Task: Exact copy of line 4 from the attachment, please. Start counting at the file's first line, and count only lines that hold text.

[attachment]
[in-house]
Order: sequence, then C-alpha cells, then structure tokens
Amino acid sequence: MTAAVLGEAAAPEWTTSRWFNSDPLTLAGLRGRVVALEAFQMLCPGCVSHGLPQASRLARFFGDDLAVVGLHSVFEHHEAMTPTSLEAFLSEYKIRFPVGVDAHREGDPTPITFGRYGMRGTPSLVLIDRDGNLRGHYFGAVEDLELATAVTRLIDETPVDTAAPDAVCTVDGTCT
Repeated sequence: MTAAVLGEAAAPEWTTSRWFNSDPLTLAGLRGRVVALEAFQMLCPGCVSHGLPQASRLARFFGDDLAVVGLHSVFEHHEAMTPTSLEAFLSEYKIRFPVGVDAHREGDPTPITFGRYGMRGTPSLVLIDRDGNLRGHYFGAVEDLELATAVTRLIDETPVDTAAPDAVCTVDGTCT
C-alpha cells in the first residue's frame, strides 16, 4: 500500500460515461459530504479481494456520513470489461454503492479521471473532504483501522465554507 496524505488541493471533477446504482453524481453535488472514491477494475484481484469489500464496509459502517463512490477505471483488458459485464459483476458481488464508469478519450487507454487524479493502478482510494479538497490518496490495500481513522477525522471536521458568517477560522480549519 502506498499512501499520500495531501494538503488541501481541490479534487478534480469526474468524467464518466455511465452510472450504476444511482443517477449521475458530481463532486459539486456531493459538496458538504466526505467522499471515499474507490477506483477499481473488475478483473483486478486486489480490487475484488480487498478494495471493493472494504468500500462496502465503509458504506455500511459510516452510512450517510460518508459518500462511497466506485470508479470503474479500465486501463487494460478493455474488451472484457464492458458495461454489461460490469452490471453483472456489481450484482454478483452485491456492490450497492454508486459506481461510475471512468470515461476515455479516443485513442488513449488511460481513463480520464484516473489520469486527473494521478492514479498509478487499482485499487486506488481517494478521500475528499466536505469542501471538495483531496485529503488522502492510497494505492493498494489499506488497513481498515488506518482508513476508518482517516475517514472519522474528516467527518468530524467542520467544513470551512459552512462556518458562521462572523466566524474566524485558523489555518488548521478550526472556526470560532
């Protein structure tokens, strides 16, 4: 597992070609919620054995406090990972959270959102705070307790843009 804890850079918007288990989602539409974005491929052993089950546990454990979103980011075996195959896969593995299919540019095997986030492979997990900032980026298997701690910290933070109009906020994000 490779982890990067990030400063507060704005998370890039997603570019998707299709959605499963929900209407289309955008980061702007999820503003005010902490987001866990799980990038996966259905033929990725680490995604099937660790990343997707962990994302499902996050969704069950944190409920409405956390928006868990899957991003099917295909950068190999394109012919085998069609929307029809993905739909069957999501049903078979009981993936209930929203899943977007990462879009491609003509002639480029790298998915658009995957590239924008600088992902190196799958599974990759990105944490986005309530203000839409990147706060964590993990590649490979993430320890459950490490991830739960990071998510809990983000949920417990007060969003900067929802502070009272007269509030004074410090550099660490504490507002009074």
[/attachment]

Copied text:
Repeated sequence: MTAAVLGEAAAPEWTTSRWFNSDPLTLAGLRGRVVALEAFQMLCPGCVSHGLPQASRLARFFGDDLAVVGLHSVFEHHEAMTPTSLEAFLSEYKIRFPVGVDAHREGDPTPITFGRYGMRGTPSLVLIDRDGNLRGHYFGAVEDLELATAVTRLIDETPVDTAAPDAVCTVDGTCT